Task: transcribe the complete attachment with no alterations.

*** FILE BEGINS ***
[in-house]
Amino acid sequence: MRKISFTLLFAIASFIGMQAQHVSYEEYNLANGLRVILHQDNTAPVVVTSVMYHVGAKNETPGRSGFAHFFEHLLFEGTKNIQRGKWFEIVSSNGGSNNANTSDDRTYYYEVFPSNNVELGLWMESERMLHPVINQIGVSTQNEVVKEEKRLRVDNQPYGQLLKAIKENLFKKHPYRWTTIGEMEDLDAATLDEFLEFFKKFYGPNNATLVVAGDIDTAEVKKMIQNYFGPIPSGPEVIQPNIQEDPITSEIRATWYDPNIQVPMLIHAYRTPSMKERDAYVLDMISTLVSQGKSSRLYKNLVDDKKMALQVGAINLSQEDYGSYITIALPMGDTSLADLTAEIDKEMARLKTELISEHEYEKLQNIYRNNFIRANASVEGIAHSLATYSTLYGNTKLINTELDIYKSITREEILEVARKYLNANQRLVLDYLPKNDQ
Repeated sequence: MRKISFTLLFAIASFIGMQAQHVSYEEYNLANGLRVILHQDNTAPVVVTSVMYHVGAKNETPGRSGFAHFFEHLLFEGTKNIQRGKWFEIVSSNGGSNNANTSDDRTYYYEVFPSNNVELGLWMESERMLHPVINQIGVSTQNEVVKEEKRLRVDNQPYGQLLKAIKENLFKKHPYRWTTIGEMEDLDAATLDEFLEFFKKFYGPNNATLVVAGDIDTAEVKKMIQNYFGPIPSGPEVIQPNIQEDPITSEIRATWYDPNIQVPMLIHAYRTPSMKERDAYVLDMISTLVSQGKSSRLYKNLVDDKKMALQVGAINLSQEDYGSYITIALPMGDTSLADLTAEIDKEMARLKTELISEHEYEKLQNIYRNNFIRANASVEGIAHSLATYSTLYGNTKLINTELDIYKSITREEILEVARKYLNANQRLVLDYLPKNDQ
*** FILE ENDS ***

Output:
[in-house]
Amino acid sequence: MRKISFTLLFAIASFIGMQAQHVSYEEYNLANGLRVILHQDNTAPVVVTSVMYHVGAKNETPGRSGFAHFFEHLLFEGTKNIQRGKWFEIVSSNGGSNNANTSDDRTYYYEVFPSNNVELGLWMESERMLHPVINQIGVSTQNEVVKEEKRLRVDNQPYGQLLKAIKENLFKKHPYRWTTIGEMEDLDAATLDEFLEFFKKFYGPNNATLVVAGDIDTAEVKKMIQNYFGPIPSGPEVIQPNIQEDPITSEIRATWYDPNIQVPMLIHAYRTPSMKERDAYVLDMISTLVSQGKSSRLYKNLVDDKKMALQVGAINLSQEDYGSYITIALPMGDTSLADLTAEIDKEMARLKTELISEHEYEKLQNIYRNNFIRANASVEGIAHSLATYSTLYGNTKLINTELDIYKSITREEILEVARKYLNANQRLVLDYLPKNDQ
Repeated sequence: MRKISFTLLFAIASFIGMQAQHVSYEEYNLANGLRVILHQDNTAPVVVTSVMYHVGAKNETPGRSGFAHFFEHLLFEGTKNIQRGKWFEIVSSNGGSNNANTSDDRTYYYEVFPSNNVELGLWMESERMLHPVINQIGVSTQNEVVKEEKRLRVDNQPYGQLLKAIKENLFKKHPYRWTTIGEMEDLDAATLDEFLEFFKKFYGPNNATLVVAGDIDTAEVKKMIQNYFGPIPSGPEVIQPNIQEDPITSEIRATWYDPNIQVPMLIHAYRTPSMKERDAYVLDMISTLVSQGKSSRLYKNLVDDKKMALQVGAINLSQEDYGSYITIALPMGDTSLADLTAEIDKEMARLKTELISEHEYEKLQNIYRNNFIRANASVEGIAHSLATYSTLYGNTKLINTELDIYKSITREEILEVARKYLNANQRLVLDYLPKNDQ